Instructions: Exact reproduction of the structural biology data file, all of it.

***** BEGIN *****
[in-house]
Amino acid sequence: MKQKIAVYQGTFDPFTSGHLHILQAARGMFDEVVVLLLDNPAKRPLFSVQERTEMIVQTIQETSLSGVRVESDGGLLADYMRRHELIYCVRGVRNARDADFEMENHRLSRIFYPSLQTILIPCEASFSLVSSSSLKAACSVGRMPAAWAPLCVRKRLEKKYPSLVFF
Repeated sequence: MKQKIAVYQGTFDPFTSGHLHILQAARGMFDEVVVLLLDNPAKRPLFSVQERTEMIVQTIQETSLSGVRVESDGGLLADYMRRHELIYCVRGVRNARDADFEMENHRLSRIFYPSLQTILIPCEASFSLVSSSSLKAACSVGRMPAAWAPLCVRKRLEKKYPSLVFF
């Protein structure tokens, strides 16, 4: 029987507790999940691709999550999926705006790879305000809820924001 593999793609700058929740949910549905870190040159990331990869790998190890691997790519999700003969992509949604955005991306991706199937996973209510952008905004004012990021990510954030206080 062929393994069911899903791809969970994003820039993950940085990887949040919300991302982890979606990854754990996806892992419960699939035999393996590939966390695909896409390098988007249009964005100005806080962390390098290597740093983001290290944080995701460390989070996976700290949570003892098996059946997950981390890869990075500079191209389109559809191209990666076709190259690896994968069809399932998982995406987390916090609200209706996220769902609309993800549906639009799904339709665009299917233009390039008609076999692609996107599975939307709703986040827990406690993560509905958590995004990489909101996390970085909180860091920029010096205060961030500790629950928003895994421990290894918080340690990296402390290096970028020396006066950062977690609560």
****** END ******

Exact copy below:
[in-house]
Amino acid sequence: MKQKIAVYQGTFDPFTSGHLHILQAARGMFDEVVVLLLDNPAKRPLFSVQERTEMIVQTIQETSLSGVRVESDGGLLADYMRRHELIYCVRGVRNARDADFEMENHRLSRIFYPSLQTILIPCEASFSLVSSSSLKAACSVGRMPAAWAPLCVRKRLEKKYPSLVFF
Repeated sequence: MKQKIAVYQGTFDPFTSGHLHILQAARGMFDEVVVLLLDNPAKRPLFSVQERTEMIVQTIQETSLSGVRVESDGGLLADYMRRHELIYCVRGVRNARDADFEMENHRLSRIFYPSLQTILIPCEASFSLVSSSSLKAACSVGRMPAAWAPLCVRKRLEKKYPSLVFF
């Protein structure tokens, strides 16, 4: 029987507790999940691709999550999926705006790879305000809820924001 593999793609700058929740949910549905870190040159990331990869790998190890691997790519999700003969992509949604955005991306991706199937996973209510952008905004004012990021990510954030206080 062929393994069911899903791809969970994003820039993950940085990887949040919300991302982890979606990854754990996806892992419960699939035999393996590939966390695909896409390098988007249009964005100005806080962390390098290597740093983001290290944080995701460390989070996976700290949570003892098996059946997950981390890869990075500079191209389109559809191209990666076709190259690896994968069809399932998982995406987390916090609200209706996220769902609309993800549906639009799904339709665009299917233009390039008609076999692609996107599975939307709703986040827990406690993560509905958590995004990489909101996390970085909180860091920029010096205060961030500790629950928003895994421990290894918080340690990296402390290096970028020396006066950062977690609560």